Students will learn about the human characteristics of a specific coastal environment (Southampton Port/Water) and consider why and how it developed in this location, relating their ideas to the physical geography of the area. They will conduct simple fieldwork while on the ferry to make observations about the different types of human activities they can see taking place, and practice applying geographical terminology correctly to record their observations. Once back at school, students will be able to develop their ideas further, by considering the links between the physical geography of the area and how this has provided favourable conditions for the development of certain human activities.
This is a geography resource which engages students with the environment of Southampton Water, whilst on their Red Funnel ferry journey across to and/or from the Isle of Wight. It includes pre-visit, on-site, and post-visit activities. This resource focuses on the human geography of the settlement of Southampton, the development of the port and the economic activities taking place there. However, an understanding of how the physical geography of the area led to the development of human activities here is incorporated into the pre-visit activity. The resource task is aimed at investigating the development of Southampton as a major UK port, and looking at the wide variety of different economic activities which take place there in order to gain an understanding of the port’s significance locally, nationally and internationally. The pre-visit activity uses historical mapping alongside current maps and aerial/satellite imagery to look at why the settlement of Southampton developed here in the first place, and then consider how it has grown over time. On the ferry, students will then focus on the different types of economic activity taking place in the area by looking for evidence of each type as they travel down/ up Southampton Water. The resource then introduces the concept of the multiplier effect and students will start to appreciate the wider importance of the port on a local, regional, national and international scale.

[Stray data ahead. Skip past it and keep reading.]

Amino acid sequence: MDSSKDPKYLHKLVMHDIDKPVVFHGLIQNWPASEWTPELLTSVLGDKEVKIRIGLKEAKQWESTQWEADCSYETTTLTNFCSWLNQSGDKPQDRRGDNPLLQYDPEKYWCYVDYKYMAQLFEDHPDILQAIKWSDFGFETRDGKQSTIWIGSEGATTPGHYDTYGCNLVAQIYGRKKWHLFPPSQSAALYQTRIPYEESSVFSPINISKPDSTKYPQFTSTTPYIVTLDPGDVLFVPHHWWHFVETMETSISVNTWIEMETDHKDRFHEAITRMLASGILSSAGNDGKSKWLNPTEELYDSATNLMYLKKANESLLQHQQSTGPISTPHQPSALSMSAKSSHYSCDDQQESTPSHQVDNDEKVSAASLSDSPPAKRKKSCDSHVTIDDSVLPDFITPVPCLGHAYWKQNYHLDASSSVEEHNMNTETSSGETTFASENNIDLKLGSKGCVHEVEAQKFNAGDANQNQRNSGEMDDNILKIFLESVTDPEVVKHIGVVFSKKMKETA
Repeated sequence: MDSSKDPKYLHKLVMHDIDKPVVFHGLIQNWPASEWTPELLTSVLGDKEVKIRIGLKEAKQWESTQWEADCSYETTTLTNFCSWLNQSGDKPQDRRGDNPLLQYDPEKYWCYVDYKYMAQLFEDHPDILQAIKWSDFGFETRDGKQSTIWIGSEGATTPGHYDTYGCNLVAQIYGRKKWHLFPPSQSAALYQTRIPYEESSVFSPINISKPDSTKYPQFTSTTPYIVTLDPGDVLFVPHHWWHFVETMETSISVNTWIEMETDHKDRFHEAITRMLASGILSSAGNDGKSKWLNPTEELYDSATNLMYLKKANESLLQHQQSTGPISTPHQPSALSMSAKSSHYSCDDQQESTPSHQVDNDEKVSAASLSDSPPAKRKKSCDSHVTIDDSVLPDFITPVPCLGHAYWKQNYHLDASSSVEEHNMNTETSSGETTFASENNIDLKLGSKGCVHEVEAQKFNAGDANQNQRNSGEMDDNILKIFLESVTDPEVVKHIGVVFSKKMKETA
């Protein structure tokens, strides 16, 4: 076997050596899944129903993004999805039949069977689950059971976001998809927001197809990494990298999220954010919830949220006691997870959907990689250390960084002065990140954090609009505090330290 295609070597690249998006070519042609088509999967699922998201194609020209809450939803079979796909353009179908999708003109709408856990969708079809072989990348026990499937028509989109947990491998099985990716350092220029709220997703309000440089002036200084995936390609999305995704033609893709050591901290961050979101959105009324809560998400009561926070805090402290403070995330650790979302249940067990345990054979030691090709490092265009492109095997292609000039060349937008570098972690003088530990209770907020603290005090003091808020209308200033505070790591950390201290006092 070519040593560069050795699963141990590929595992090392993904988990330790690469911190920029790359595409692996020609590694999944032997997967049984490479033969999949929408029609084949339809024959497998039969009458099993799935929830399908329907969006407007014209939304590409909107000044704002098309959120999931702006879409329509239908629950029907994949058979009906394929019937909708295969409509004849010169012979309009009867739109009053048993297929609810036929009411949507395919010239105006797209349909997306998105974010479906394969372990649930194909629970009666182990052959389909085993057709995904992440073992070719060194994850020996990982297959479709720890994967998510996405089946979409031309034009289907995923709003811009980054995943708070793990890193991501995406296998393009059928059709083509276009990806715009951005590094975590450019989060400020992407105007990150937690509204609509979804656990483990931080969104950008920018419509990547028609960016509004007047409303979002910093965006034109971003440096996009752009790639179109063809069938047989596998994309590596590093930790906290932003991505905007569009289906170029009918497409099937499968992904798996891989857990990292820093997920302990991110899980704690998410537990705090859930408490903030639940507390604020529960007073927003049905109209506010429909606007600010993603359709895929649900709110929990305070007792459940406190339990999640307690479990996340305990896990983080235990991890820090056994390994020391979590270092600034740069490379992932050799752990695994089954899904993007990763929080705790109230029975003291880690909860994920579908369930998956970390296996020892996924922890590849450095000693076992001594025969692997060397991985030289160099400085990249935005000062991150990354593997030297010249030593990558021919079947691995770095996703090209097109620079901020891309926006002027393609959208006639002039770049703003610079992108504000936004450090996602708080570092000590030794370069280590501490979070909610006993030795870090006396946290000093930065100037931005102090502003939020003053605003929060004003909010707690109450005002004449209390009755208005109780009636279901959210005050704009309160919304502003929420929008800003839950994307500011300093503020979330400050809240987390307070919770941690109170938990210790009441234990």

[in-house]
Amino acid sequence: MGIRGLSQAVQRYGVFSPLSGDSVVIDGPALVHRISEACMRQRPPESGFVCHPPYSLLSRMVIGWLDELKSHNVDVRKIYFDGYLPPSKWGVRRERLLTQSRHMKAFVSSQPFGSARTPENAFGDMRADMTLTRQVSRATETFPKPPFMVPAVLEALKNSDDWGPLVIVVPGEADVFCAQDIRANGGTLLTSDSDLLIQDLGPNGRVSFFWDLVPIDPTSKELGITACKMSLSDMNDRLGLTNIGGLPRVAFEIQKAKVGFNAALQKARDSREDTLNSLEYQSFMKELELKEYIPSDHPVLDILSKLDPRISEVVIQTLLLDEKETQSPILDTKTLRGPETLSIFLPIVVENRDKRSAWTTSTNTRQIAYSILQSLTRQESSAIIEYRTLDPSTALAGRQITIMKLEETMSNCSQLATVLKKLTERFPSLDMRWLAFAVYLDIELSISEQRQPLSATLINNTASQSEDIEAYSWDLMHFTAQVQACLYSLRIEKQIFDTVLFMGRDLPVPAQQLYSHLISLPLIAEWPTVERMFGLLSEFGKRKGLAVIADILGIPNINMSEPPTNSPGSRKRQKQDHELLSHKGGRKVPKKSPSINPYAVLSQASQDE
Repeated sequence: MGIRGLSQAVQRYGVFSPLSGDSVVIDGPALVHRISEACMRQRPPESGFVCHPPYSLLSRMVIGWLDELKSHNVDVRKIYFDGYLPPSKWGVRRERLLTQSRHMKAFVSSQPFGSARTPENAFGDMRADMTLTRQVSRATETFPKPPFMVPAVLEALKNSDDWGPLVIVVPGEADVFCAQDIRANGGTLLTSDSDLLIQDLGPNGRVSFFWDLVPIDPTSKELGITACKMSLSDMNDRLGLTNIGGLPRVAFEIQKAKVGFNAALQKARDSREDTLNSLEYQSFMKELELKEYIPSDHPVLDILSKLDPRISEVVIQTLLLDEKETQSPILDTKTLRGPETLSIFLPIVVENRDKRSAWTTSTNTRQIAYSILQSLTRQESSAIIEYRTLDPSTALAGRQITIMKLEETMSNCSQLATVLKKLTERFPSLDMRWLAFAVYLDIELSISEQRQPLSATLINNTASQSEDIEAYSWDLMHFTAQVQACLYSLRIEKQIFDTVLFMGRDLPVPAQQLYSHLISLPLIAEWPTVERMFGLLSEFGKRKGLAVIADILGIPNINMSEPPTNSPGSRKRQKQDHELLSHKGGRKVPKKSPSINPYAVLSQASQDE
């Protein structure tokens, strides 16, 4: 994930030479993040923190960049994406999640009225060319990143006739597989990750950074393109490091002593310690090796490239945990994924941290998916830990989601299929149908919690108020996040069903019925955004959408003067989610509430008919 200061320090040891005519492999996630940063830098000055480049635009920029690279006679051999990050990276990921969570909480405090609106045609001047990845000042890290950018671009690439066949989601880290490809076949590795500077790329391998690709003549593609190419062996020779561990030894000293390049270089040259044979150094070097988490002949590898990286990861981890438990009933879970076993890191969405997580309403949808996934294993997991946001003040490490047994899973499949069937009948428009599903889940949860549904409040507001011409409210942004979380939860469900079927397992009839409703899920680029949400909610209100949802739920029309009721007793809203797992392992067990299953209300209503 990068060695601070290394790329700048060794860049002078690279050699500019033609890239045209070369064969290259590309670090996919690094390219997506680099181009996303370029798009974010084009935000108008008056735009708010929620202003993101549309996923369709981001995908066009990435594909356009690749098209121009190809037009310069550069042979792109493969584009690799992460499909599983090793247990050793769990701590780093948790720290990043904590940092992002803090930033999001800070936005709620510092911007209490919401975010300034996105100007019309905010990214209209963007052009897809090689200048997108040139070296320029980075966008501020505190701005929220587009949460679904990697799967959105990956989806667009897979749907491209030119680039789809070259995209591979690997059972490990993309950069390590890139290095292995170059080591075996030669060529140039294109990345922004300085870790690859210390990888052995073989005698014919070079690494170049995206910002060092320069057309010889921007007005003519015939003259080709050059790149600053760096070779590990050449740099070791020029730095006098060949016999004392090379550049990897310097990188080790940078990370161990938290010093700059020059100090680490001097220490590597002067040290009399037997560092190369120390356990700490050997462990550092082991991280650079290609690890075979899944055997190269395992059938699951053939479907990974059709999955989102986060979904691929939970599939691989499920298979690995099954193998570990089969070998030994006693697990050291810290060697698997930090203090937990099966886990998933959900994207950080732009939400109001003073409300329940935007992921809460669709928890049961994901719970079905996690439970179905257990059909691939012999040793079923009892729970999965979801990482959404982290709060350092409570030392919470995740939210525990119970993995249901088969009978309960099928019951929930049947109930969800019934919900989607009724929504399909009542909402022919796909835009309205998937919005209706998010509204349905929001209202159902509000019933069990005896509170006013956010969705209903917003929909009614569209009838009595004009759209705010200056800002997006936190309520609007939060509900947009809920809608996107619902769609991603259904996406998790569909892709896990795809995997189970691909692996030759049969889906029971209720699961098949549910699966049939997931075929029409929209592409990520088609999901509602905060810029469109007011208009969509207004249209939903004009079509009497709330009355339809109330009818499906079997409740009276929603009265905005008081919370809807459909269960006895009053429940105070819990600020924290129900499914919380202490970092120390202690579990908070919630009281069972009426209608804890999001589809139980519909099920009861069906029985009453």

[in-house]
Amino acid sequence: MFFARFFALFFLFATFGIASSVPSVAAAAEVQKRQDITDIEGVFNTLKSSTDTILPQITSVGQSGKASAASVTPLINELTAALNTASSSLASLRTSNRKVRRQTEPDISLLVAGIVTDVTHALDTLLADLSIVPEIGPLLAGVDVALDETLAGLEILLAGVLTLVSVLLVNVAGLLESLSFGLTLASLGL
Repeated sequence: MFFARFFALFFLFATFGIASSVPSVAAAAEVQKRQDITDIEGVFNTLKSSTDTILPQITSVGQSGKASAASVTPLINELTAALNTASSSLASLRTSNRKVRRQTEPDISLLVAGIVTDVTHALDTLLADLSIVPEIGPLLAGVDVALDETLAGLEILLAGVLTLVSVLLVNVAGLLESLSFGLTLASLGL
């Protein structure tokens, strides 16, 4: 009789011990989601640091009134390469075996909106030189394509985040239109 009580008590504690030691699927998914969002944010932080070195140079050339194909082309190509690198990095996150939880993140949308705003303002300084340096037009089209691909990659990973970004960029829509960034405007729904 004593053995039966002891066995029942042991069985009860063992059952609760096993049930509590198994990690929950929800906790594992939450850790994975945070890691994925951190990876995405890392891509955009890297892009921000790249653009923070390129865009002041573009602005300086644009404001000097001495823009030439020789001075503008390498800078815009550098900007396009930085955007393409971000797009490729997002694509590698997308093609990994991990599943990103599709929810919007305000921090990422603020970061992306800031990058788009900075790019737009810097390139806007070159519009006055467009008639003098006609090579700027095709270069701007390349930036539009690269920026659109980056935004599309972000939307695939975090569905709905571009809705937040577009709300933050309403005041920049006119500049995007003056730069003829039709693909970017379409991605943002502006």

A good stimulus for starting the topic is the ‘Gateway to the World’ poster designed by Southern Railways - the link for this can be found by going to www.edudest.uk/followup and entering the code for this document (10720). Students will familiarize themselves with the geography of the area, and use historical as well as present- day maps to investigate the growth and development of the settlement and port of Southampton.
Students complete the post-visit activity, looking at the arrivals and departures for the port of Southampton, in order to gain an understanding of its international importance.
Students will be able to describe the location of Southampton, and explain the site and situation factors which contributed to its growth and development. Students will gain an understanding of the different economic activities taking place on and around the port and Southampton Water. Students will gain an understanding of the ways in which these economic activities contribute to economic development on a local scale , and then consider the wider economic importance of Southampton Port on an international scale.